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A Combined, Affordable Solution for the Performance of Automated 3D in vitro Hepatotoxicity TestingDownload
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February 13, 2017
Authors: Brad Larson, BioTek Instruments, Inc. Winooski, VT USA; Alexa Rosenberg, Kristina Klette, Michael Mouradian, Hamilton Company, Reno, Nevada USA; Paul Cizdziel, ReproCELL, Inc. Yokohama JP; Glauco R. Souza, Nano3D Biosciences, Inc. Houston, TX USA, The University of Texas Health Science Center at Houston, Houston, TX USA
Prescription medications, environmental toxins, and non-prescription herbal remedies together form the major causes of hepatic injury. When looking at drugs alone, induced hepatic injury is the most common reason cited for warnings or withdrawal of an approved drug, depending on the severity of the induced hepatotoxicity. Due to this reality, a paradigm shift has taken place in the way toxicology studies are being performed, including determination of hepatotoxicity. Early phase assessment of potential hepatotoxic effects from a wider range of new and existing drugs or chemicals is now the norm. Coupled with the change in the development phase where testing takes place, is the desire to use cell models that close the gap between in vitro and in vivo systems.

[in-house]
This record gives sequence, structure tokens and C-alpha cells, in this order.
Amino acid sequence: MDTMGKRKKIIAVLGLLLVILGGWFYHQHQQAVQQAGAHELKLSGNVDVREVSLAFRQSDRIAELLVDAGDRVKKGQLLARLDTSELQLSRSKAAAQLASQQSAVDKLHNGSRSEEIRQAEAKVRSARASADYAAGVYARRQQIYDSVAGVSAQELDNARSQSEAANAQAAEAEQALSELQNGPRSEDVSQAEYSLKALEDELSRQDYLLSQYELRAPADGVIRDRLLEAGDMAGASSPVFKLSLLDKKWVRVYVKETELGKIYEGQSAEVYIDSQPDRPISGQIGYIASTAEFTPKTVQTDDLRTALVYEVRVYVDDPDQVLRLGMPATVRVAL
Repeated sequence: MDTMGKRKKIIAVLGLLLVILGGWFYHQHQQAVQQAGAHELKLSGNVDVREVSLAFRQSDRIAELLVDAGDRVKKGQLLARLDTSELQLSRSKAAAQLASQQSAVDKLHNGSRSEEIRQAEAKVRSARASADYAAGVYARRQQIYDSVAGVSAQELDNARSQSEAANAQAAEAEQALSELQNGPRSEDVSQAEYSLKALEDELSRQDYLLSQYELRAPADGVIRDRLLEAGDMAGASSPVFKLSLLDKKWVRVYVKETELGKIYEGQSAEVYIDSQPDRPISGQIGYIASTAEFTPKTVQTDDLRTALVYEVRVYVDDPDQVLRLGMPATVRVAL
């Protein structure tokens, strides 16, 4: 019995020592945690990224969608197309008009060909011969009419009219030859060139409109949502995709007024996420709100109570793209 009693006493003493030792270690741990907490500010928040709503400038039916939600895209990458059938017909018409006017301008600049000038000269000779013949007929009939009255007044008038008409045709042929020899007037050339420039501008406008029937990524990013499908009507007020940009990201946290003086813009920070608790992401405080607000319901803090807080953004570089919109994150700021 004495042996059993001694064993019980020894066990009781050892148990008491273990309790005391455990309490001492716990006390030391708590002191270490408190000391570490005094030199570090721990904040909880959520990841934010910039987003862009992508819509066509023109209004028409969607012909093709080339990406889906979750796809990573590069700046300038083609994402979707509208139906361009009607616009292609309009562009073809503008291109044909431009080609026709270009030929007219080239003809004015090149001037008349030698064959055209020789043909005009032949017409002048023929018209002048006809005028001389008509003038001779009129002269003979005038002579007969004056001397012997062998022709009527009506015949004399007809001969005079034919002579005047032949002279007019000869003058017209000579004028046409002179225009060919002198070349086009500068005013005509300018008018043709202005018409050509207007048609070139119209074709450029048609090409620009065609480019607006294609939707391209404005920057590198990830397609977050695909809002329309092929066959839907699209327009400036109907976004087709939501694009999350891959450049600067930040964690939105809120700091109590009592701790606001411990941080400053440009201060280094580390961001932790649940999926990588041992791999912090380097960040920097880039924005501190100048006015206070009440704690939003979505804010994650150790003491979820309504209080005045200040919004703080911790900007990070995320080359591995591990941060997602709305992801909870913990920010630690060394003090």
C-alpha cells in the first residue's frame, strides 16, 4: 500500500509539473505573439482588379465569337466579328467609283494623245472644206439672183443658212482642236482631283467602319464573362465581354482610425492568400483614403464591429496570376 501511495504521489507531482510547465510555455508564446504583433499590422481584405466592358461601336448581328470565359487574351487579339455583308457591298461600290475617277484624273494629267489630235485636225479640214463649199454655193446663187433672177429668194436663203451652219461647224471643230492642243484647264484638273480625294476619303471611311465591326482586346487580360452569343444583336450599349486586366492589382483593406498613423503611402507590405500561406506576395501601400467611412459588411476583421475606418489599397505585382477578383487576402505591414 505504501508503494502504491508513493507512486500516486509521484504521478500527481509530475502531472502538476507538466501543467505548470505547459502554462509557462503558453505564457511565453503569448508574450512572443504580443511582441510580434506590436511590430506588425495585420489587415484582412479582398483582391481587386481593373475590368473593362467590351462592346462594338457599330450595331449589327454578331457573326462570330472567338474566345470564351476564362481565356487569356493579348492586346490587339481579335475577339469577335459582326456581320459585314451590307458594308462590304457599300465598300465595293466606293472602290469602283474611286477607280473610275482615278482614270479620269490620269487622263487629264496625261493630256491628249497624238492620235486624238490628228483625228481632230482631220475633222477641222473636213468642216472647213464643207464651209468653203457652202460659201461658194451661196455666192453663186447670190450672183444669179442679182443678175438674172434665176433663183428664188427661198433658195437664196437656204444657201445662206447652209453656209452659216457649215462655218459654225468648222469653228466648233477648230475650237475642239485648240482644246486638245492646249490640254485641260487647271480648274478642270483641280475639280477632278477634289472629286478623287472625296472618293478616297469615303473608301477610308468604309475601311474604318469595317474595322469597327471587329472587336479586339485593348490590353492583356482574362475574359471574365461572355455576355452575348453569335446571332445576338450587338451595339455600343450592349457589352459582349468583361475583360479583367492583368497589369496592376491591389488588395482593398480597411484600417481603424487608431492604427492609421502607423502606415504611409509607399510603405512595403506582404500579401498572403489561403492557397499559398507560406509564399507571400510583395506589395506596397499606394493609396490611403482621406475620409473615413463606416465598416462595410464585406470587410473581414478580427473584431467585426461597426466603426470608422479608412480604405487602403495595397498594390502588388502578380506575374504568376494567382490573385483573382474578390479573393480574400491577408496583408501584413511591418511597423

Hepatotoxicity studies historically were performed by repeatedly dosing hepatocytes cultured on the bottom of a microplate with multiple concentrations of a test drug or compound. Because hepatocytes rapidly dedifferentiate, lose metabolic activity, and lack the communication networks found in vivo when cultured in this manner, results may be inaccurate and yield misleading claims regarding the safety of the test agent. To combat this shortfall, three-dimensional (3D) spheroidal models, such as those using hiPSC-hepatocytes, can be incorporated that allow cells to aggregate and retain typical long-term viability, functionality and communication found in vivo; allowing for the generation of repeatable, accurate data.
To meet the demand for increased hepatotoxicity testing, automation has been incorporated to streamline the procedure and reduce the need for large scale manual manipulations. Typically, included liquid handling systems have been large, expensive, and many times required placement into clean rooms for sterile processing. While this type of solution is suitable for pharmaceutical, biotech, and even larger core facilities, the size and cost can be prohibitive to the typical academic research lab. Therefore, a smaller, less expensive instrumentation set, which can still provide accurate and repeatable results, is necessary.
Here we demonstrate the ability to combine liquid handling with a novel cell imaging multi-mode reader to perform 3D hepatotoxicity studies. hiPSC-hepatocytes were aggregated into spheroids easily and efficiently using magnetic bioprinting technology. Multiple known hepatotoxicants were tested with the automation and cell model to validate the ability of the combined solution to be used to perform automated, walk-away hepatotoxicity studies in an academic setting.